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Vol. 46, No. 4

Evaluation and measurement in a time of transition: A conversation with Kim Silver

By Marilyn Cavicchia
Kim Silver

Kim Silver

Most organizations (and most individuals, for that matter) have tried a lot of new things in this year of COVID-19. Many have been so successful that they seem worth continuing even after this crisis has passed. At the same time, many of us are eager to resume some of the old, familiar things we were doing, as soon it's safe to do so. 

At a time when it's still hard to predict what lies ahead of us, how can we get a handle on what to keep, what to go back to, what to change, and what to let go? 

Kim Silver, principal at The Silver Line, is an entrepreneurial social sector professional with more than 15 years of experience leading and managing nonprofits, foundations, government agencies and consulting engagements. She has an extensive background assessing social impact, designing feasibility studies and creating new services, programs and partnerships.

Bar Leader recently spoke with Silver about the role of evaluation, measurement, and data in making decisions—especially now. Here is that conversation, edited for length and clarity.

Bar Leader: Bar organizations, like many others, have been doing a lot of new things during the pandemic. In the months ahead, how can they decide what to continue or resume, without getting too "overstuffed?"

Kim Silver: It can be helpful to build a decision-making matrix, which starts with drafting a set of criteria that can be used as a filter, and a structured way to make those decisions.

One organization I worked with recently was considering whether to open another location, and as they looked at each criterion, they gave it a rating in terms of importance. Let me walk you through their criteria:

  • The level of impact that program or that opportunity or that activity could create for the organization. (And on the other hand, could stepping away from whatever it was help them increase their impact?) For this organization, “impact” meant, "Would this opportunity help them to serve more people, and serve more people at the level of quality that they want to?" That is how they meet their mission.
  • Alignment with values. This is an organization that has a very clearly articulated set of values that is a thread that runs through all of their programs.
  • Cost. There are a variety of different ways to think about cost, beyond the actual cost of the program. For this new or existing program, is there budget already? Is there a guaranteed revenue stream? Do we have to go raise more money for it? Would this new opportunity mean bringing on new staff to make it happen?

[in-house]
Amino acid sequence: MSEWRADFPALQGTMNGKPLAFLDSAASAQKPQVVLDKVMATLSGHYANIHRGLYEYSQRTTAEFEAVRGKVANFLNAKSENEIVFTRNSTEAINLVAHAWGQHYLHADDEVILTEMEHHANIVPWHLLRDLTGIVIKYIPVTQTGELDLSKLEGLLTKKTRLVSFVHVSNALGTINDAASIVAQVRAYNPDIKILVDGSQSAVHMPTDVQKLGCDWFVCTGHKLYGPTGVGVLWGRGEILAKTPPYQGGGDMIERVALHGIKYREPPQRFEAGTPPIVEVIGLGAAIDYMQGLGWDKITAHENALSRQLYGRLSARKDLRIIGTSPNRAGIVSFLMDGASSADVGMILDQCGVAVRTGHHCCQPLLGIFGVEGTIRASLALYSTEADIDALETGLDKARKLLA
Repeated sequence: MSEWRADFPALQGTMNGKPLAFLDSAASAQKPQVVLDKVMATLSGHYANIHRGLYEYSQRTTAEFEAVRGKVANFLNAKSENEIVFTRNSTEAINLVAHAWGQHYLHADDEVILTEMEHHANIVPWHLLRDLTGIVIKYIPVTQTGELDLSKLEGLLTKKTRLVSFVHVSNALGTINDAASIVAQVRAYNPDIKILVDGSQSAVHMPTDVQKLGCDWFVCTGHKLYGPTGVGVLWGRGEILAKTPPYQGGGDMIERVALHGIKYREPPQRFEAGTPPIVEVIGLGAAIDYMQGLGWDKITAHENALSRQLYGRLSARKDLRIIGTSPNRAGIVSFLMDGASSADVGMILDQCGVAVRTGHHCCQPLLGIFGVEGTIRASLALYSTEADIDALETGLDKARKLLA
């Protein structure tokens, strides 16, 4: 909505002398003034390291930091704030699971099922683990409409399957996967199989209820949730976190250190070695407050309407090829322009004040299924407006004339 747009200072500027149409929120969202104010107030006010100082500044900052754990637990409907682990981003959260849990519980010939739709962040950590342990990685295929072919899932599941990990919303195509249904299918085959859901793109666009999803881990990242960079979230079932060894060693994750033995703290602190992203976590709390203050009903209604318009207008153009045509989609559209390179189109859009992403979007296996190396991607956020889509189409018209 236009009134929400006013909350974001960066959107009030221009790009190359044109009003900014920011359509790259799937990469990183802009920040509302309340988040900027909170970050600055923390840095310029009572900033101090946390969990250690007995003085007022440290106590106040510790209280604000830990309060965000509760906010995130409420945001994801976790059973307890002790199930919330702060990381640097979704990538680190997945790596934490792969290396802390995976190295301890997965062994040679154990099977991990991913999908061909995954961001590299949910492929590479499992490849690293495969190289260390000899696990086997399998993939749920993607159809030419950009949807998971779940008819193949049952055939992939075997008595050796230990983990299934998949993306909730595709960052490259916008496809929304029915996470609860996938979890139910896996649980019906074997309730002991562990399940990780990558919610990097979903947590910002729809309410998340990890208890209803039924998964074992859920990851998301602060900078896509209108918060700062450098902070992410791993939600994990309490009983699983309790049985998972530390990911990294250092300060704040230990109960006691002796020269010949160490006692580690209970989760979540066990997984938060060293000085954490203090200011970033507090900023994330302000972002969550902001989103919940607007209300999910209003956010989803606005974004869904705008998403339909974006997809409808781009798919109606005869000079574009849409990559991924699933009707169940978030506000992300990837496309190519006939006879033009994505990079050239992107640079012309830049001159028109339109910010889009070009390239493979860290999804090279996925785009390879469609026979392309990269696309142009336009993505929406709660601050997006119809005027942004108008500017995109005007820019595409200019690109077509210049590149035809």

• Ease of implementation. How hard is it for us to do this, and when do we recognize that it’s requiring too much time and effort? Is it something we could easily do with existing infrastructure and staff because we’ve already done it a thousand times and it’s just a cut and paste, or we’re implementing new content but using the same platform?
  • Sustainability. This is tied to cost in some ways: Does it require a lot of new resources or new investment to make it happen over the long term, or is it something that can be done inside of an existing budget, built into something we’re already doing, so it can live and breathe and not have to have its own separate line item?
  • Visibility and leadership role. This is an organization that really leads on the issues they’re involved with. Is this something that will help us gain, secure or maintain the visibility of the leadership role we already have?
  • Unique position. Do we have the knowledge, the resources and the expertise to do this in a way that nobody else could do it, meaning that if we can’t do it, it doesn’t happen?  Would that create some unmet need that’s really important to us?

BL: What can people learn from the process of building a tool like this?

I built this set of filters with a group of board members and an executive director. The conversations that generated it were really important and so helpful, because the people who were going to be making really big decisions for this organization had such a variety of knowledge and expertise on whatever topic they were considering. So, for any board members who were kind of at a distance from what the staff experiences and what this organization’s clients experience, the structured conversations that the tool facilitated created a process that I think was even more valuable than just the tool itself.

It generated not only learning for the people who had to be caught up on some of the knowledge, but it also created a really safe space for people to ask questions and challenge assumptions, and for everyone to be able to come together and remove the emotion from the decision, because we’re all working from this clear set of things that we said were really important to us.

It also gave the staff clear language to use: “This doesn’t align with our values, even though it seems like it would give us a lot of visibility and we’re in a unique position. If we prioritize level of impact and alignment with values, making this choice for our organization doesn’t make sense.” It gave everyone a way to make rational arguments for or against different opportunities.

BL: Is it difficult for some organizations to dig into evaluation, measurement, and data right now because things still feel so strange?

KS: If it’s an intensive project, I totally agree. If it’s a light way of inviting feedback or trying to understand our market a little better, I think those are exercises that don’t require a ton of time and energy, or an external party coming in to help you do it. I think for organizations that know their client base pretty well and have a means of communicating with them that’s pretty regular and the audience is responsive, there are ways to invite intelligence without turning it into a big research project that has to be one more thing on someone’s plate. I’m a big advocate for, "How do you build evaluation and learning into everything you do?" That would make everything you do better, without it being a huge bear. It doesn’t have to be. It can be really practical and relevant and baked into your existing work.

You could have a set of common questions that lives across all of your work, even if it’s just, “This met my expectations,” “ Exceeded my expectations,” “Did not meet my expectations” and then “Tell us why.”  Questions like that are just enormously enlightening. It’s less about, “Was I satisfied?” It’s more about, “I came here for something, and did I get it?”

BL: Let’s look at a specific example where organizations might be considering whether to keep something new they’ve been doing, go back to how things were, or arrive at something in between. A lot of bars seem to be realizing that the best model for their meetings and events going forward may be hybrid, with some in person and some virtual. How can they use data to help them make some of those decisions?